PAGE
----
The McCloud River is perhaps one of the prettiest places in the west to fly fish. This scenic wonderland is also home to one of the most famous strains of rainbow trout in the world. In the late 1800s, McCloud River Redbands were sent overseas to stock the now famous rivers of Patagonia, New Zealand, and Australia. If you catch a rainbow trout in another continent, odds are the origins of that fish start back at the McCloud River. These native trout still exist here and thrive in her cold, clean glacial waters below Mt Shasta.

Although it takes some driving to get down into the river’s canyons, this magical place is certainly one of our favorite rivers to guide fishermen — especially the 10 miles of public water between McCloud reservoir and Lake Shasta. With early hatches of various stoneflies, caddis and mayflies, dry fly fishing in the early season can be fantastic. This is more of an advanced river to wade fish, so be sure to bring your felt boots and wading staff. Our McCloud river fly fishing guides haves decades of combined experience.



Spring can be considered prime time on the McCloud RIver. Opening day of trout season falls on the last Saturday of April and is the start of some exciting early season fishing. By then, there are already a plethora of bugs feeding the trout. Our favorite bug to see by mid-May are the big golden stoneflies, which are responsible for bringing some of the bigger fish of the river to the surface. Covering the water with a “dry-dropper” rig this time of year can be a fun and effective way of fishing all of the pockets. Evenings in late May and early June can bring about some phenomenal dry fly fishing and is one of our favorite windows of fishing during the entire season.



By July and August, we start to see migratory brown trout show up from Shasta Lake to hang out in the cold, clean, nutrient-rich waters of the McCloud River. These fish can be upwards of 10 lbs and can be targeted with streamers, nymphs, and the occasional dry fly. We don’t typically see the big numbers of fish caught in the mid-summer months, but we do see some of the bigger fish hooked during this time of year. Evening can provide some good dry fly opportunities for the patient angler who is willing to stick it out until dark.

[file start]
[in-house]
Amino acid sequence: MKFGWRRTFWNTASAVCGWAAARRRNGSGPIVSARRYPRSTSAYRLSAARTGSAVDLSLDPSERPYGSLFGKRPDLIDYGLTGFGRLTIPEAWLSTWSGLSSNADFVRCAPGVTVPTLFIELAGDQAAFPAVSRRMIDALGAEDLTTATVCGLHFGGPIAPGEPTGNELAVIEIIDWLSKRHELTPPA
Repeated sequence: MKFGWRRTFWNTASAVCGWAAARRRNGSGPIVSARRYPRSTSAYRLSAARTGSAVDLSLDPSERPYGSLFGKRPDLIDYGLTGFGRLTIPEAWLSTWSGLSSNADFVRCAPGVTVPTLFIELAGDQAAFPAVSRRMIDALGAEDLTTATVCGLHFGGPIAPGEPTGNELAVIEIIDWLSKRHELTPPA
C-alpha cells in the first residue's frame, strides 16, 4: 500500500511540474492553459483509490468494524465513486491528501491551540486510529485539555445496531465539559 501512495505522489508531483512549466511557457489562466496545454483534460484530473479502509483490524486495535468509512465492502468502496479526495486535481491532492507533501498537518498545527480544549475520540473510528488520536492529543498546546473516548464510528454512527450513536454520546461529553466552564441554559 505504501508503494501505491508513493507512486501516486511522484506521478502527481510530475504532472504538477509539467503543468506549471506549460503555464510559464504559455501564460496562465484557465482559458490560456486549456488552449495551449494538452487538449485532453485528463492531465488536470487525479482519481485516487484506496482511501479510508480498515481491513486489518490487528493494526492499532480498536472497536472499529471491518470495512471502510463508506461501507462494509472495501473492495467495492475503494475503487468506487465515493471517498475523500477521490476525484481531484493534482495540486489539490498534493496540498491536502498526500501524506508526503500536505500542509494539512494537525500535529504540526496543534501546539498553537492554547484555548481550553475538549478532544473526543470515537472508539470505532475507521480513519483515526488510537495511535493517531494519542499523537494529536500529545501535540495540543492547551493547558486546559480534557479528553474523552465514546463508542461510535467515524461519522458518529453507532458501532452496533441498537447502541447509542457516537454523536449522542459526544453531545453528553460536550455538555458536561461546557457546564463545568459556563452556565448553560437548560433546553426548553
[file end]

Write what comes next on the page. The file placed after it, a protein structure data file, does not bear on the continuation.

Fall is a close second to spring as far as popularity of fishing. As the days shorten and temperatures begin to drop, there is a resurgence in the fish from the dog days of July and August. The McCloud River canyon begins to turn shades of orange, yellow, and red, making for some breathtaking scenery. We begin to see giant October caddis start to take flight by early October, which is a big event that the trout pay close attention to. Larva are a hot item on the menu for the trout from late September until mid-November. These giant caddis that are hatching in the fall will also provide some big flurries of dry fly fishing in the late evening hours. The giant migratory brown trout are still making their way up from Lake Shasta, and although you might not expect to catch one every day, the opportunity is a realistic possibility if one commits to it.